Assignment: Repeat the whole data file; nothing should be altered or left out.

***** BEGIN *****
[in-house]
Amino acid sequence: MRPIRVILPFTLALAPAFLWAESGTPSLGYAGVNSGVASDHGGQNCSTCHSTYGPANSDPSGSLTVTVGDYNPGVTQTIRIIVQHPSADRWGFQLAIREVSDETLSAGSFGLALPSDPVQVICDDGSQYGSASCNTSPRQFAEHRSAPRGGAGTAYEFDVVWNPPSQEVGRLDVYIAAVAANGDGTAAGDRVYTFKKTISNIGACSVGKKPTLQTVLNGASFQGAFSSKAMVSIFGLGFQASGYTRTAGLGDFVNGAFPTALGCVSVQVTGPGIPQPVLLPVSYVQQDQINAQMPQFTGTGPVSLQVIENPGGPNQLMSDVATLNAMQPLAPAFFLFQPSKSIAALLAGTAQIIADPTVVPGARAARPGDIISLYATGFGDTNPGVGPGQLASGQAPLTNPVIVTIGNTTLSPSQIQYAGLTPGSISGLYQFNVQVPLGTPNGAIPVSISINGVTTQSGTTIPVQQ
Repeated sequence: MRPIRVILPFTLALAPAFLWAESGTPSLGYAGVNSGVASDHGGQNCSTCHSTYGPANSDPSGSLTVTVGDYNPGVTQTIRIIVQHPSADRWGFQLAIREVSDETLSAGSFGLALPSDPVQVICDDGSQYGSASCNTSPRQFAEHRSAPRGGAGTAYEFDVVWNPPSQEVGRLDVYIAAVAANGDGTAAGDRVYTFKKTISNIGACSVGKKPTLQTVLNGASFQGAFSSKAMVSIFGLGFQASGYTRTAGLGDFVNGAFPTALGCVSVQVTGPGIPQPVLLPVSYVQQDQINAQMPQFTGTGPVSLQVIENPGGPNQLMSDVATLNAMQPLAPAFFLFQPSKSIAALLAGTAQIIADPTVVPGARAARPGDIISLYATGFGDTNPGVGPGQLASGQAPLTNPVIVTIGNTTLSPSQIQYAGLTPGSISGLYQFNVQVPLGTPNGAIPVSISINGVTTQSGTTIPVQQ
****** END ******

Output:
[in-house]
Amino acid sequence: MRPIRVILPFTLALAPAFLWAESGTPSLGYAGVNSGVASDHGGQNCSTCHSTYGPANSDPSGSLTVTVGDYNPGVTQTIRIIVQHPSADRWGFQLAIREVSDETLSAGSFGLALPSDPVQVICDDGSQYGSASCNTSPRQFAEHRSAPRGGAGTAYEFDVVWNPPSQEVGRLDVYIAAVAANGDGTAAGDRVYTFKKTISNIGACSVGKKPTLQTVLNGASFQGAFSSKAMVSIFGLGFQASGYTRTAGLGDFVNGAFPTALGCVSVQVTGPGIPQPVLLPVSYVQQDQINAQMPQFTGTGPVSLQVIENPGGPNQLMSDVATLNAMQPLAPAFFLFQPSKSIAALLAGTAQIIADPTVVPGARAARPGDIISLYATGFGDTNPGVGPGQLASGQAPLTNPVIVTIGNTTLSPSQIQYAGLTPGSISGLYQFNVQVPLGTPNGAIPVSISINGVTTQSGTTIPVQQ
Repeated sequence: MRPIRVILPFTLALAPAFLWAESGTPSLGYAGVNSGVASDHGGQNCSTCHSTYGPANSDPSGSLTVTVGDYNPGVTQTIRIIVQHPSADRWGFQLAIREVSDETLSAGSFGLALPSDPVQVICDDGSQYGSASCNTSPRQFAEHRSAPRGGAGTAYEFDVVWNPPSQEVGRLDVYIAAVAANGDGTAAGDRVYTFKKTISNIGACSVGKKPTLQTVLNGASFQGAFSSKAMVSIFGLGFQASGYTRTAGLGDFVNGAFPTALGCVSVQVTGPGIPQPVLLPVSYVQQDQINAQMPQFTGTGPVSLQVIENPGGPNQLMSDVATLNAMQPLAPAFFLFQPSKSIAALLAGTAQIIADPTVVPGARAARPGDIISLYATGFGDTNPGVGPGQLASGQAPLTNPVIVTIGNTTLSPSQIQYAGLTPGSISGLYQFNVQVPLGTPNGAIPVSISINGVTTQSGTTIPVQQ